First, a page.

How to Buy a House in Cash From Family Member of a Deceased Owner

Buying a house with cash allows you to move quickly to close the sale.

Buying a house with cash allows you to move quickly to close the sale.

Buying a house with cash from a family member of a deceased owner makes for a speedy sale, but it requires close attention to detail since it moves so fast. You might be tempted to quickly come to a verbal agreement and exchange cash for the property. However, creating a formal written contract, and researching the potential liens and liabilities on the house protects you from later legal headaches. Even in the most friendly business exchanges, emotions can interfere, so it's wise to use an impartial outside party to handle the cash transfer.

Title Holders

Even though the seller has family ties to the deceased owner, it makes sense to verify that he has the legal right to sell the property. The deceased may have a trust that transfers the house to other trust members, or a will that specifies that a court-appointed executor must handle the house sale. The first step in buying the home is to ask the family member for formal documentation of the legal right to dispose of the house. This proof might include a copy of a trust, a small estate affidavit or a will filed with an attorney or probate documents filed with a court. The escrow, title and county recorder also need to see this documentation as well as the death certificate of the deceased owner.

Liens and Attachments

The deceased may have used the house as collateral for loans, or there may be mechanics' liens on the house attached by companies for work done on the home. Ask the family member to order a title report for the property. This document lists home loans and liens placed on the property. Also check for federal, state and local taxes owed on the property. The relative must pay all liens and attachments before the house has a clear title for your purchase. If you pay the liens, include this as part of the sales agreement and transfer the money only during the escrow process.

Written Agreement

Write a formal sales agreement to purchase the house. This document should list the physical address of the property and the legal description of the location, date of the agreement and an expiration date for the contract. Other essential elements include a sales price, your cash payment and the amount of your deposit submitted with the offer. The agreement also lists the division of the property tax owed on the house, any association dues owed and any payments for mortgage left unpaid by the deceased. If you plan to have the home appraised or inspected for damage, state this in the sales agreement. Outline the specific division of buyer-seller payments for escrow and title fees and how real estate agents, if any, receive commission from the sale.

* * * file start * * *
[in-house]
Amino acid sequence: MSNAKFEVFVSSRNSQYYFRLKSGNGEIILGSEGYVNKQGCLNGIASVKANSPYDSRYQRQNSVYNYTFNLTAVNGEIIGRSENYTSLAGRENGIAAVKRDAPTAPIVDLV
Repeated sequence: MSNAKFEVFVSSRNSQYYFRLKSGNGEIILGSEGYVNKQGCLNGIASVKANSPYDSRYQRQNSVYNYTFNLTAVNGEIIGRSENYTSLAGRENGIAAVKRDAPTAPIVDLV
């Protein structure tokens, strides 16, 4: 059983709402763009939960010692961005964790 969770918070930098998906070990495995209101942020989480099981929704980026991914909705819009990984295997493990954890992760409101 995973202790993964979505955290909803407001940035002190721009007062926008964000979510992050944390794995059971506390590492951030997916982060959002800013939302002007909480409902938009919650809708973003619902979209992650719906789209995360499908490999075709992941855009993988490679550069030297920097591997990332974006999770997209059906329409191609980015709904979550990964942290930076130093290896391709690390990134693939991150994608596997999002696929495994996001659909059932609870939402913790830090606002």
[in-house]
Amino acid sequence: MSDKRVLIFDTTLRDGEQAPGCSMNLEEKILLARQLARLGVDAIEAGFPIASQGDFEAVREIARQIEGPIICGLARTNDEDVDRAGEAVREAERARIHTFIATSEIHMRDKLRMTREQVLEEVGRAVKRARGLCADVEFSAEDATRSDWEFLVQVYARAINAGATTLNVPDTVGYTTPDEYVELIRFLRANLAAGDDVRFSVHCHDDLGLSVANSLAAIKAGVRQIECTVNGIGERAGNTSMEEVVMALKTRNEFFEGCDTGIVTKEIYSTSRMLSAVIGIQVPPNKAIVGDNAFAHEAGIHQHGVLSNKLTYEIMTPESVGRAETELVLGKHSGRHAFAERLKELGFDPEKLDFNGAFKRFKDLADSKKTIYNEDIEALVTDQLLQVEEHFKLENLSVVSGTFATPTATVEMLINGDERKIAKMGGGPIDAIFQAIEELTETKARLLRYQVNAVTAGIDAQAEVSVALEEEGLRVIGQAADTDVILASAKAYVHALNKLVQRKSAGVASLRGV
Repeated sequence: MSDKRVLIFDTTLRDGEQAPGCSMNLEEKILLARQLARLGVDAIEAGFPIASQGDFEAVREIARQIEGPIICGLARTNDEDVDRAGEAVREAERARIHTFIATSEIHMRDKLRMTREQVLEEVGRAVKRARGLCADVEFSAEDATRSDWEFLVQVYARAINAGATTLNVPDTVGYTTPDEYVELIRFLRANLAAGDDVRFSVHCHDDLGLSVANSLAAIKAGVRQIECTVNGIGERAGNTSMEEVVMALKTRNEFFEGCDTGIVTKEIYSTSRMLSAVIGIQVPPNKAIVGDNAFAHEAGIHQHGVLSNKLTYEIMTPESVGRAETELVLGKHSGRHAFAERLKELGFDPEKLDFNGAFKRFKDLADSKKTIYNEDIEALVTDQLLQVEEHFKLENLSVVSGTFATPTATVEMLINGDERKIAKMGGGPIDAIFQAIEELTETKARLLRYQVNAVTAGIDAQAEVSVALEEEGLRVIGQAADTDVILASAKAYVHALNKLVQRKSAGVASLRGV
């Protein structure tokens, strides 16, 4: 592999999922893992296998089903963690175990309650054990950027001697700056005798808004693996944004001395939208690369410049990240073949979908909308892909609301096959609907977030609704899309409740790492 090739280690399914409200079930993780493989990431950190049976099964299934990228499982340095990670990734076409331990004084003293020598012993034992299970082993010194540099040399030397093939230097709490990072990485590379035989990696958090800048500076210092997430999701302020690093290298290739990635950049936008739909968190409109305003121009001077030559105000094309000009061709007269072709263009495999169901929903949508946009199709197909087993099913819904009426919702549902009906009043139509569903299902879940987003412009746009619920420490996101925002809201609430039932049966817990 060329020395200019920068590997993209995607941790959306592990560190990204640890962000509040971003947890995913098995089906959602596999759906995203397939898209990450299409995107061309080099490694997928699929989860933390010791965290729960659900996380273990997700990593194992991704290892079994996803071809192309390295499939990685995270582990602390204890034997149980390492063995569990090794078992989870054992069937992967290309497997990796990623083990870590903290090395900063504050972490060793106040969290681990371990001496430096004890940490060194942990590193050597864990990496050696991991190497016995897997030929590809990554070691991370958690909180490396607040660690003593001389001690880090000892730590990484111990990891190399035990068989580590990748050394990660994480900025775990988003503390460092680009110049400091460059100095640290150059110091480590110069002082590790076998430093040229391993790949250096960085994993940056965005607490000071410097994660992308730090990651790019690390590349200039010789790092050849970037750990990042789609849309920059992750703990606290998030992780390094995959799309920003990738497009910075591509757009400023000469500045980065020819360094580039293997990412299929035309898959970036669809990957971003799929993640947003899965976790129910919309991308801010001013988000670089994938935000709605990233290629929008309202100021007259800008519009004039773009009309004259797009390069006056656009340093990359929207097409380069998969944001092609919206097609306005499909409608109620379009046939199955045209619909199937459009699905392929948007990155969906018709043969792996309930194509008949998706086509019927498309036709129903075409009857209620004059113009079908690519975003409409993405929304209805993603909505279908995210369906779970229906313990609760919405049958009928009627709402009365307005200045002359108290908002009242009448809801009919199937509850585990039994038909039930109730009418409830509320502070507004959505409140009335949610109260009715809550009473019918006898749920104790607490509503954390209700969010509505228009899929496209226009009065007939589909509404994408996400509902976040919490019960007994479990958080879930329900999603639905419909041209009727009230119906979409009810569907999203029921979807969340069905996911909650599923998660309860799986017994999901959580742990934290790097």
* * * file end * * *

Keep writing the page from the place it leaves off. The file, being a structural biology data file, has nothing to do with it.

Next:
Impartial Control

An escrow account protects you and the deceased's family member, ensuring that the sale follows your written agreement for releasing your cash and transferring the property. Escrow companies provide licensed assistance to ensure your cash is safe in the sales transaction. Title companies handle the escrow process in some areas. Your escrow officer knows the legal requirements for transferring a property in your area and stores all the documents for the sale. Depending on your sales agreement, both you and the relative need to place cash in an escrow fund in addition to your original deposit filed with the sales agreement to use to pay fees for the sale. Your escrow officer, for example, must file the property title transfer and pay the county documentation fees from your escrow account.

Final Transfer

The final house transfer typically happens quickly in a cash sale. Your escrow or title officer reviews the sales agreement to ensure all of the conditions and terms have been met, and has both parties sign the legal transfer papers. The officer then releases your cash to the family member. You receive a copy of the legal title to the property and the keys to the house.

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About the Author

Lee Grayson has worked as a freelance writer since 2000. Her articles have appeared in publications for Oxford and Harvard University presses and research publishers, including Facts On File and ABC-CLIO. Grayson holds certificates from the University of California campuses at Irvine and San Diego.

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